The error syndrome monitoring circuit 20 monitors error syndromes produced by error correction processing to detect presence or absence of an error. The internal connection of the error correction circuit 19 is switched back and forth depending on whether error correction is performed for audio data or for CD-ROM data. When the syndrome monitoring circuit 20 determines that the selected data contains no errors, the error correction circuit 19 performs no error correction operations for the corresponding data. Further, when a request for error correction for audio data and another request for error correction for CD-ROM data are inconsistent with each other, the error correction circuit 19 gives priority to the error correction for audio data.

The error correction circuit 19 is shown in more detail in FIG. 2. In FIG. 2, only those circuit elements which are directly necessary for description of the present invention are shown.

Referring to FIG. 2, the error correction circuit shown includes an audio data error syndrome calculation circuit 31 connected to the audio signal processing section 3 shown in FIG. 1 for calculating error syndromes of audio data. A CD-ROM data error syndrome calculation circuit 32 is connected to the CD-ROM signal processing section 8 shown in FIG. 1 for calculating error syndromes of CD-ROM data. An audio data error syndrome monitoring circuit 33 and a CD-ROM data error syndrome monitoring circuit 34 make up the syndrome monitoring circuit 20 shown in FIG. 1.

The error correction circuit further includes a vector to exponent conversion ROM 38 to convert data in a vector form into data in an exponent form, a D2 /E to X conversion ROM 51 to convert D2 /E to X according to equation (17) above, and an exponent to vector conversion ROM 53 to convert data from the exponent form into data with a vector form. The error correction circuit further includes selectors (SEL0 to SEL5) 35, 37, 39, 40, 44 and 52 for input selection, and registers (D1 to D12) 36, 41 to 43, 48, 50, 54, 55 and 57 to 60 for temporary storage of data. The error correction circuit further includes a pair of exclusive OR (EXOR) circuits 45 and 46, a full adder (FA) 47 to multiply or divide by exponents, a half adder (HA) 49 for mod255 calculation on GF(28), and an adder circuit 56 for addition of the vector form.

The elements in the sequence outlined in FIG. 2 beginning with the vector to exponent conversion ROM 38 up to and including the D2 /E to X conversion ROM 51 constitute an exponent calculation area for multiplication and division in the exponent form. The remaining elements constitute a vector calculation area and execute addition and subtraction in the vector form.

Error correction operation for audio data and CD-ROM data according to an embodiment of the present invention as illustrated by the circuit shown in FIG. 2 is described below.

Error Correction Operation for Audio Data

First, the error syndrome calculation circuit 31 calculates error syndromes S0 through S3 from the audio data in accordance with the equations (1) to (4) from above. Then, the error syndrome monitoring circuit 33 discriminates whether the error syndromes thus obtained are all equal to 0, that is, S0 =S1 =S2 =S3 =0. When S0 =S1 =S2 =S3 =0, the audio data includes no errors, and accordingly, error correction calculation described below is not performed for the audio data. When the relationship S0 =S1 =S2 =S3 =0 is not true, the audio data most likely includes an error or errors, and accordingly, error correction calculation described below is performed on the audio data.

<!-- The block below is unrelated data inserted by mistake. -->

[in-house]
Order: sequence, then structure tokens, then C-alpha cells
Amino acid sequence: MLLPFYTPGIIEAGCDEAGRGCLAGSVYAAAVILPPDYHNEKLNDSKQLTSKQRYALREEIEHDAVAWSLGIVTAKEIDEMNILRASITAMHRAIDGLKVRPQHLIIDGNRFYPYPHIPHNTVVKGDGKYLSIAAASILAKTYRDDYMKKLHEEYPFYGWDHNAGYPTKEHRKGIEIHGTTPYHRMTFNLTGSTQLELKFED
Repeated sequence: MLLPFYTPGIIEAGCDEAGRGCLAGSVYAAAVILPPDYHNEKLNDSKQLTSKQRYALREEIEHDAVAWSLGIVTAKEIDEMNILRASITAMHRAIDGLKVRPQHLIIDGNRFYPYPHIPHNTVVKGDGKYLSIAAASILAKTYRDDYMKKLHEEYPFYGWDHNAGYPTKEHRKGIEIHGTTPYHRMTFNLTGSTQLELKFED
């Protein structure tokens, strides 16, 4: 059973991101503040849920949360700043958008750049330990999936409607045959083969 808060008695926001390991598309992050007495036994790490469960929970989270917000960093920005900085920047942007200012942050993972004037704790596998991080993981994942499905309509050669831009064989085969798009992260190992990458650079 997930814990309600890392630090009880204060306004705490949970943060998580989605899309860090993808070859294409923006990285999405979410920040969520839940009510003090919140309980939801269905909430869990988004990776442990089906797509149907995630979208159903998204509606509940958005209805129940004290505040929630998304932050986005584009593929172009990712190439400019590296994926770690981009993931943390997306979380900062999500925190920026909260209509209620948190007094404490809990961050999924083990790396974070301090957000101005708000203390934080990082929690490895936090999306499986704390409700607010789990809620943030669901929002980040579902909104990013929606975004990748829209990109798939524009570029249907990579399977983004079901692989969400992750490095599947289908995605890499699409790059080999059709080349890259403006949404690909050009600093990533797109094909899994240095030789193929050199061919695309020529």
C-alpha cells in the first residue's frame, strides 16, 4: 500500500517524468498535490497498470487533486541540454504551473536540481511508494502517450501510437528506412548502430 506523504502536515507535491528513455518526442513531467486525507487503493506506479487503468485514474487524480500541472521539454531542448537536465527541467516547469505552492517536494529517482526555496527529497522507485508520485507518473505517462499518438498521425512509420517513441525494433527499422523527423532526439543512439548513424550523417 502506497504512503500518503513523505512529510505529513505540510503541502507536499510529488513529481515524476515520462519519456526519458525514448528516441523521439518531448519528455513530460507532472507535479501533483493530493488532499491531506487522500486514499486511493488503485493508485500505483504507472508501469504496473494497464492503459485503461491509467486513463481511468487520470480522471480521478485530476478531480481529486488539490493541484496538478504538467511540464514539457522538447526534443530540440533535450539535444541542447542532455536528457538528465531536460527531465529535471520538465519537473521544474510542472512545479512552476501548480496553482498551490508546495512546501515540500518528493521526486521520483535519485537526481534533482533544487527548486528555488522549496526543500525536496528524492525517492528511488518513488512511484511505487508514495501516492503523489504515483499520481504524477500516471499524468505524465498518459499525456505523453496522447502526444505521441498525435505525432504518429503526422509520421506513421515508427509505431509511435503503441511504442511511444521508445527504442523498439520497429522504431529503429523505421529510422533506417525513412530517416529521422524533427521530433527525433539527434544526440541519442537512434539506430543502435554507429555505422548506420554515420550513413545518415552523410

First, the error syndromes obtained by the calculation described above are converted into data in the exponent form by the vector to exponent conversion ROM 38 and then transmitted to the registers 41 to 43. Error syndrome S0 is stored in register 41, error syndrome S1 in register 42, and error syndromes S2 and S3 are successively stored in register 43, in accordance with the steps prescribed by the process. The full adder 47 and the half adder 49 are used to calculate S0 ĚS2 and S1 2 from the error syndromes, selected by the selector 44, and the resulting values are stored in register 50.

The values S0 ĚS2 and S1 2 available at register 50 are converted into vector form by the exponent to vector conversion ROM 53 and then stored in registers 54 and 55, respectively. Registers 54 and 55 are added by the adder circuit 56 and the result is stored in register 57, by which A=S0 ĚS2 +S1 2 of equation (5) above is obtained. The value of B and C for the equations (6) and (7) above are calculated in a similar manner.

The values of variables A, B and C obtained above are routed from the register 57 back to the selector 37 and stored by the selector 37 in registers 41 to 43, respectively. The values of D and E are calculated according to equations (15) and (16) and the results are stored in register 50 in a similar manner as described above.

The values of variables D and E are routed from register 50 through the selector 52 back to the selector 40 to calculate D2 in a similar manner as described above. The value of D2 is routed back to the selector 40 to calculate D2 /E. The quantity D2 /E is calculated and converted into X by the D2 /E to X conversion ROM 51. The value of X and D2 /E are added by the adder circuit 56 to calculate the variable Y where Y=D2 /E+X according to equation (18) and the value calculated is stored in register 57.